- Direct you to fraudulent websites and ask you to enter credit card and other personal or financial information there.
“Remember, Microsoft will never proactively reach out to you to provide unsolicited PC or technical support. Any communication we have with you must be initiated by you.”
SOURCE: Microsoft – Avoiding technical support scams
August 11, 2017
Chromebooks are often described as a “browser in a box” due that they run the Google Chrome operating system and browser where the apps are internet dependent. Chromebooks are often seen in the schools these days due to their low cost and ease to maintain (and use). The Chromebooks I have tested boot fast, have long battery life, brighter screens and built in protection against malware and viruses. I have always loved the Windows operating system, but Chromebook computers makes great computers for grandparents due to their simplicity.
A Chromebook I am looking at is the ASUS Chromebook Flip C302CA-DHM4. This Chromebook is on the high end when it comes to price and specs. If you want to explore cheaper Chromebooks, then CLICK HERE…
The two reason I am looking at the ASUS Chromebook Flip C302CA-DHM4 is that it is one of the first Chromebooks that comes with native Android app support and the fact that ASUS builds great computers. This particular brand of Chromebook is an Amazon Choice and was most recently featured at ZDNet. Also, this Chromebook is, so far, carrying great customer reviews at Amazon.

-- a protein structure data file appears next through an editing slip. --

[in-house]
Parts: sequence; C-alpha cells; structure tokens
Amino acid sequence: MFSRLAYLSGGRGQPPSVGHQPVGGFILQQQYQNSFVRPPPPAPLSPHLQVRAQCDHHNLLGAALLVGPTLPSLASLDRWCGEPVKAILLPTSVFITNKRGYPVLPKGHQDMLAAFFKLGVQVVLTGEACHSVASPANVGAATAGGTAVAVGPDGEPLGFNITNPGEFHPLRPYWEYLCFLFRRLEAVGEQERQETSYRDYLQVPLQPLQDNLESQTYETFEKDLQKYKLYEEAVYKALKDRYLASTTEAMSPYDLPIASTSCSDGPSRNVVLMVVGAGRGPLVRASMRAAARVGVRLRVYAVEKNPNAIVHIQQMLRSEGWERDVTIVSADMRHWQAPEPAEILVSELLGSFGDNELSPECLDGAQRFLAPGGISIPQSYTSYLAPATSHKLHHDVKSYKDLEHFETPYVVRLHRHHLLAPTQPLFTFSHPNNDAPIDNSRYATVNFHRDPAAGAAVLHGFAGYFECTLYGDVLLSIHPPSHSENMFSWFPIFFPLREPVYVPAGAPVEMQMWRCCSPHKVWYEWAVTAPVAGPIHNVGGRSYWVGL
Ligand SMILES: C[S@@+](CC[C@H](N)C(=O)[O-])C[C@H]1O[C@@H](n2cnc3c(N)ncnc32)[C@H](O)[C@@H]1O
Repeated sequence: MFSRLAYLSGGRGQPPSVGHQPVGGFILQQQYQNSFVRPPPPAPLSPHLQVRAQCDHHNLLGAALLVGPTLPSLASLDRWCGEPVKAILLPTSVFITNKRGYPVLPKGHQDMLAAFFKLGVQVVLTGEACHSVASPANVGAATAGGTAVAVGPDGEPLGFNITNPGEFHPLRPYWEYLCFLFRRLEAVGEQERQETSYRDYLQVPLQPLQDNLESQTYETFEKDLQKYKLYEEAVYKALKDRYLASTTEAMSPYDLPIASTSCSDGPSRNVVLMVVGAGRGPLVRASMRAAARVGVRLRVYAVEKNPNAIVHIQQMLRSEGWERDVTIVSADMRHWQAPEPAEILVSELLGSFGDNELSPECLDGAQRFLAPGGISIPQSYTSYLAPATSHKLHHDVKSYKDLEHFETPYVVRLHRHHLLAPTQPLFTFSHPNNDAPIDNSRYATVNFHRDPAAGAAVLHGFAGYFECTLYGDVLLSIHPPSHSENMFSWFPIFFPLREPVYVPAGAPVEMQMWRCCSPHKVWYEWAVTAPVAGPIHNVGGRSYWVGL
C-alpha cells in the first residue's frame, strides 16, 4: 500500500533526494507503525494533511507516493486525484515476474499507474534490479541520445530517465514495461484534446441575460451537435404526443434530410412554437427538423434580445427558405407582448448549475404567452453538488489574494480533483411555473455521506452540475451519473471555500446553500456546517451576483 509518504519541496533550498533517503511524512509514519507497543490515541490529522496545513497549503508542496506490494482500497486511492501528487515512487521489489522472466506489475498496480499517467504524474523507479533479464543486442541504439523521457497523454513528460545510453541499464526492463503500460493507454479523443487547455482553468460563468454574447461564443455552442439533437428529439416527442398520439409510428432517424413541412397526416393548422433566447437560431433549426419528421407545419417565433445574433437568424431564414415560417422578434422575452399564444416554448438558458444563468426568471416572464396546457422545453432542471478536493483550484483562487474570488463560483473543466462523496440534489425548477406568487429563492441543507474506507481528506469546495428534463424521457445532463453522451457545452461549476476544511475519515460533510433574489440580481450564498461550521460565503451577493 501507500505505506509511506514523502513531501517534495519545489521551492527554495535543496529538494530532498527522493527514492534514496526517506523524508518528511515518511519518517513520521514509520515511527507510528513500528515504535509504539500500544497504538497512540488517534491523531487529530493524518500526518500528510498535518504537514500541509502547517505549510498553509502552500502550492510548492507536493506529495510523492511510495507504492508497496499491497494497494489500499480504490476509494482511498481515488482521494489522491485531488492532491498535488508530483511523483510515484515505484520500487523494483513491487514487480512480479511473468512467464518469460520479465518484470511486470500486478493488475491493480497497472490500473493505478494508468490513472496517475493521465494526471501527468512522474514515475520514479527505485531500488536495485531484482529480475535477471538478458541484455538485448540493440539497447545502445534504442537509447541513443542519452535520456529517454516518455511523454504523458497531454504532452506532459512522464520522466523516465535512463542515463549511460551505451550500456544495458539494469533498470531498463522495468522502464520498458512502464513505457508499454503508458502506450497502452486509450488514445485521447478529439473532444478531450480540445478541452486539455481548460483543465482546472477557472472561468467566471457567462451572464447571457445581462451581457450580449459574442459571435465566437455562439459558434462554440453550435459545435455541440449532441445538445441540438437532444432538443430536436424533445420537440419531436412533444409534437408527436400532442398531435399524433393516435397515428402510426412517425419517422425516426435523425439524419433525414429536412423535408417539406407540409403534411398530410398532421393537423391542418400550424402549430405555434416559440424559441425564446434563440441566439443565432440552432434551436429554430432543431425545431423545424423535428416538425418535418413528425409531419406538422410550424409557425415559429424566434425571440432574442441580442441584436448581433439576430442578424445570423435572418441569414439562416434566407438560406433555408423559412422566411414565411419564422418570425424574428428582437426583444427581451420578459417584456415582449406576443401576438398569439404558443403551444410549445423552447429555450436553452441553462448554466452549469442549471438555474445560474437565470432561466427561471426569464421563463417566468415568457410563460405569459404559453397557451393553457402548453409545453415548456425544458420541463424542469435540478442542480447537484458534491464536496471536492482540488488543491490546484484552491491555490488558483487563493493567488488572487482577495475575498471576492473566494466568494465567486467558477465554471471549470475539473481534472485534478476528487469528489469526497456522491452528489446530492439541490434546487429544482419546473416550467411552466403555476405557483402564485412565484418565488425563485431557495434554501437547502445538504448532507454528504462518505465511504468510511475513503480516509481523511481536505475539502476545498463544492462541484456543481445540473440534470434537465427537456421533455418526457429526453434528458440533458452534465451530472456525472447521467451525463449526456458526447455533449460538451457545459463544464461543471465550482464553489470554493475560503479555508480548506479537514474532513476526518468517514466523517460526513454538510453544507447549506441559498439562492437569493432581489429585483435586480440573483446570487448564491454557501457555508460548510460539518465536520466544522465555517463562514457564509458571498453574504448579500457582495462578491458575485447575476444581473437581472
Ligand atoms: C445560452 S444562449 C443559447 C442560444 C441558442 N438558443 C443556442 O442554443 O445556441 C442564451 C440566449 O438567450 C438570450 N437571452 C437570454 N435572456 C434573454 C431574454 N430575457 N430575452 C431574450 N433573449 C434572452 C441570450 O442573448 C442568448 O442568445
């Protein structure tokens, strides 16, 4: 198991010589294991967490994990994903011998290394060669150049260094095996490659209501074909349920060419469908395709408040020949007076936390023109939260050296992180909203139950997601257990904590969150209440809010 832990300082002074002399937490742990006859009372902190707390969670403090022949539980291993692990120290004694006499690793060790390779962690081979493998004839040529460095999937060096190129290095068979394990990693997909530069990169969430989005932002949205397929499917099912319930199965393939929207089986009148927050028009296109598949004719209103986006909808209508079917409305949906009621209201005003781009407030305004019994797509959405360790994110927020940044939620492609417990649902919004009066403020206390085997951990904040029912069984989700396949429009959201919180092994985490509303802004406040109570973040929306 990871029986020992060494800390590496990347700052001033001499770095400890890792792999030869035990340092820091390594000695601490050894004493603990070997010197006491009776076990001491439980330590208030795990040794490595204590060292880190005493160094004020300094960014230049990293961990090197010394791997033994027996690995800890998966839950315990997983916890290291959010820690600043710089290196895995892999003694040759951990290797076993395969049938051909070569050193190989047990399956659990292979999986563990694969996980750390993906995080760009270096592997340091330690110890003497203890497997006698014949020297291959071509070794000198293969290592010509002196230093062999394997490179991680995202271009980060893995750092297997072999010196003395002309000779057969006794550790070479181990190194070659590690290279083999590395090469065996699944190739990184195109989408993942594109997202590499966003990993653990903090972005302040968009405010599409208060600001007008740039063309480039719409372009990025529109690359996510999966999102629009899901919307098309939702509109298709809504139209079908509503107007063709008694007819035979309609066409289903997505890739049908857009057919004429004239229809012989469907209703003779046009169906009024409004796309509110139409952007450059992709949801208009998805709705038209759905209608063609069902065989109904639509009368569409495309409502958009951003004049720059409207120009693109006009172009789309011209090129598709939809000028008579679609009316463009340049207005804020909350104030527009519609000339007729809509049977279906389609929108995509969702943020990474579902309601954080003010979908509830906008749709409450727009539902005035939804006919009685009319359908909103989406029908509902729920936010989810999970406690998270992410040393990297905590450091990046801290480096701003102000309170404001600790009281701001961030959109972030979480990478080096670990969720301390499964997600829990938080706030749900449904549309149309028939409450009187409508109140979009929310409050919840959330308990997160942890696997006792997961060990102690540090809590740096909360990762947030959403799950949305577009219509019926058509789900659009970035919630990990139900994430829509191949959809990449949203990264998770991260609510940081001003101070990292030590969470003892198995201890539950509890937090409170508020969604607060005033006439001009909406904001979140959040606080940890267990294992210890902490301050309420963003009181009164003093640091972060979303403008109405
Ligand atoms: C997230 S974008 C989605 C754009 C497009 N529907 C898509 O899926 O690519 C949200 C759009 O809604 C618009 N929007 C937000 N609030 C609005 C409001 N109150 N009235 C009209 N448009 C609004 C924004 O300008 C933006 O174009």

ASUS Chromebook Flip C302CA-DHM4
- Flexible 360 degree hinge and 12.5” Full-HD touchscreen lets you use the C302 in tablet or laptop mode.
- Extremely lightweight at 2.65 pounds with the protection of a sleek aluminum metal body.
- Unlock the power of Chromebooks with access to your favorite Chrome Web Store apps like Google Docs and it is Google Play Store/Android app ready.
- Starts up in seconds and lasts all day, thanks to a long battery life rated up to 10 hours*.
- Work anywhere online or offline regardless of your internet connection. Enjoy your favorite games, entertainment, and keep up with work, wherever you go.
- Intel Core Processor with 64GB storage and 4GB RAM for fast and efficient performance.
SOURCE: Amazon – ASUS Chromebook Flip C302CA-DHM4
August 11, 2017
My brothers and I have been in a situation where we are caring for our Father. We needed a way to schedule when we were available to assist with his care. What I did, since I have a Google account, was setup a calendar that could be shared with each of my brothers. In this case, each of us had a Google account which made setting this up all the more easier; PLUS I was able to give each brother rights to edit (add or delete) events on the calendar. You can also make the calendar public (with viewing rights only) for those who do not have an account or those who need to see the calendar. Setting this up literally took me less than 10 minutes.